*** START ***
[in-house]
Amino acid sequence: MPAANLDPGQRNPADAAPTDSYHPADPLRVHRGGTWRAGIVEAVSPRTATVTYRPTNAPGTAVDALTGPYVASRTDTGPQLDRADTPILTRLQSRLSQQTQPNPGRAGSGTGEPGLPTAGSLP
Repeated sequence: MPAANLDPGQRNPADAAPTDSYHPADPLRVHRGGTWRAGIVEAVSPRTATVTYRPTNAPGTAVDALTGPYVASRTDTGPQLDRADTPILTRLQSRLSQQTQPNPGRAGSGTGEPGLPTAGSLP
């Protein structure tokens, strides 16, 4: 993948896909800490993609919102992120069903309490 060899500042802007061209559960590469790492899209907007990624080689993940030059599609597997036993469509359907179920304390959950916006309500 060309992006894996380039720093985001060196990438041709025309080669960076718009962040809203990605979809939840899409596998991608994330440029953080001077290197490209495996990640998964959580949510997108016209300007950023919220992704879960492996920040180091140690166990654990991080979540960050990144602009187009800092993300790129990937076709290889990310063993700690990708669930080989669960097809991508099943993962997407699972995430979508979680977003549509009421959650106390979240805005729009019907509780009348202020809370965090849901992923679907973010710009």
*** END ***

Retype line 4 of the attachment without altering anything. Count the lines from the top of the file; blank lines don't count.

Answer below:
């Protein structure tokens, strides 16, 4: 993948896909800490993609919102992120069903309490 060899500042802007061209559960590469790492899209907007990624080689993940030059599609597997036993469509359907179920304390959950916006309500 060309992006894996380039720093985001060196990438041709025309080669960076718009962040809203990605979809939840899409596998991608994330440029953080001077290197490209495996990640998964959580949510997108016209300007950023919220992704879960492996920040180091140690166990654990991080979540960050990144602009187009800092993300790129990937076709290889990310063993700690990708669930080989669960097809991508099943993962997407699972995430979508979680977003549509009421959650106390979240805005729009019907509780009348202020809370965090849901992923679907973010710009």